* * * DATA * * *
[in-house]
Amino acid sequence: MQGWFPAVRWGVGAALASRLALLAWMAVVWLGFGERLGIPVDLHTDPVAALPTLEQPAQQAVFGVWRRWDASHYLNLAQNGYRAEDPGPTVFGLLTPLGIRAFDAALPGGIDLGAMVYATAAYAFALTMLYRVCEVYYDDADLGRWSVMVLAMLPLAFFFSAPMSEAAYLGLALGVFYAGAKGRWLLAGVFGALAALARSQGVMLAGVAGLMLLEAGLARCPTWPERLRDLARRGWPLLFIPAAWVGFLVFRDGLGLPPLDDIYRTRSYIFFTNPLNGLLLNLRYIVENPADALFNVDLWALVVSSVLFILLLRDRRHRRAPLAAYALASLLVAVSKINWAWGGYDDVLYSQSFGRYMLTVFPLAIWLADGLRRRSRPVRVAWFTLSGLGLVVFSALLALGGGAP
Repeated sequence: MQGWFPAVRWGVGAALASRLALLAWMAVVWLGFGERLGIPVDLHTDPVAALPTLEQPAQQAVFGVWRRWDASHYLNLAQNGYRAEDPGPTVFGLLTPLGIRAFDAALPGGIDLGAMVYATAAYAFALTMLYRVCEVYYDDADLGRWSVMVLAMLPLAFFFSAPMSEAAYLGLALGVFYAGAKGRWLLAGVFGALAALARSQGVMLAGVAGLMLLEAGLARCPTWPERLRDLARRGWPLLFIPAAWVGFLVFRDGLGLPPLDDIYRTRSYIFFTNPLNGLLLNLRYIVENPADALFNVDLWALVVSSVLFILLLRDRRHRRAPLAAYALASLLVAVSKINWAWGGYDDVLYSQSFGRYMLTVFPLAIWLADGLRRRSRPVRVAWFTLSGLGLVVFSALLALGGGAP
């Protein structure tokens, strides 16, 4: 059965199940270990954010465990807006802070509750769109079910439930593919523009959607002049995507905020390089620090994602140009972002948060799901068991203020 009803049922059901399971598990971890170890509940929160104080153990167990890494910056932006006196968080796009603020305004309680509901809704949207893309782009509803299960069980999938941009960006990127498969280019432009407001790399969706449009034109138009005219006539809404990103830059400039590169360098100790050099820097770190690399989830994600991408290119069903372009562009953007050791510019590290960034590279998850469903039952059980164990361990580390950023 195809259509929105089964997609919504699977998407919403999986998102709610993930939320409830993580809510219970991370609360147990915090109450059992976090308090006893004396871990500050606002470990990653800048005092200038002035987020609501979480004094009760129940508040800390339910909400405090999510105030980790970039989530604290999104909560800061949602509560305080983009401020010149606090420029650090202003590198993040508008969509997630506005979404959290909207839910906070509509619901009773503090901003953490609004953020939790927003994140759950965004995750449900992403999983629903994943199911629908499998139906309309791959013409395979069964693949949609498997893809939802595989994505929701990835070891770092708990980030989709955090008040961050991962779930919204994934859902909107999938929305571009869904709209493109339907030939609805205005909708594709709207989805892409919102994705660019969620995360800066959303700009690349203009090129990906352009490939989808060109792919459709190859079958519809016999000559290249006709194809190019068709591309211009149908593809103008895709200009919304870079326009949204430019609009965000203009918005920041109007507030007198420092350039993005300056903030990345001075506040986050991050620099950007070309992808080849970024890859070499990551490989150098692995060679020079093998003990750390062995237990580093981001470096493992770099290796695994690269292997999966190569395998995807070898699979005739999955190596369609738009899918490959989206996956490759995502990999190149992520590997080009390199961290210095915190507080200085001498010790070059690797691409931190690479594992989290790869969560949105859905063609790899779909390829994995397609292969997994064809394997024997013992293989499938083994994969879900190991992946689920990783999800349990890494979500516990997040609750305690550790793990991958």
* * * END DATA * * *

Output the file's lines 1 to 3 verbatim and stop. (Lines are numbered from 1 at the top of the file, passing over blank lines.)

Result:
[in-house]
Amino acid sequence: MQGWFPAVRWGVGAALASRLALLAWMAVVWLGFGERLGIPVDLHTDPVAALPTLEQPAQQAVFGVWRRWDASHYLNLAQNGYRAEDPGPTVFGLLTPLGIRAFDAALPGGIDLGAMVYATAAYAFALTMLYRVCEVYYDDADLGRWSVMVLAMLPLAFFFSAPMSEAAYLGLALGVFYAGAKGRWLLAGVFGALAALARSQGVMLAGVAGLMLLEAGLARCPTWPERLRDLARRGWPLLFIPAAWVGFLVFRDGLGLPPLDDIYRTRSYIFFTNPLNGLLLNLRYIVENPADALFNVDLWALVVSSVLFILLLRDRRHRRAPLAAYALASLLVAVSKINWAWGGYDDVLYSQSFGRYMLTVFPLAIWLADGLRRRSRPVRVAWFTLSGLGLVVFSALLALGGGAP
Repeated sequence: MQGWFPAVRWGVGAALASRLALLAWMAVVWLGFGERLGIPVDLHTDPVAALPTLEQPAQQAVFGVWRRWDASHYLNLAQNGYRAEDPGPTVFGLLTPLGIRAFDAALPGGIDLGAMVYATAAYAFALTMLYRVCEVYYDDADLGRWSVMVLAMLPLAFFFSAPMSEAAYLGLALGVFYAGAKGRWLLAGVFGALAALARSQGVMLAGVAGLMLLEAGLARCPTWPERLRDLARRGWPLLFIPAAWVGFLVFRDGLGLPPLDDIYRTRSYIFFTNPLNGLLLNLRYIVENPADALFNVDLWALVVSSVLFILLLRDRRHRRAPLAAYALASLLVAVSKINWAWGGYDDVLYSQSFGRYMLTVFPLAIWLADGLRRRSRPVRVAWFTLSGLGLVVFSALLALGGGAP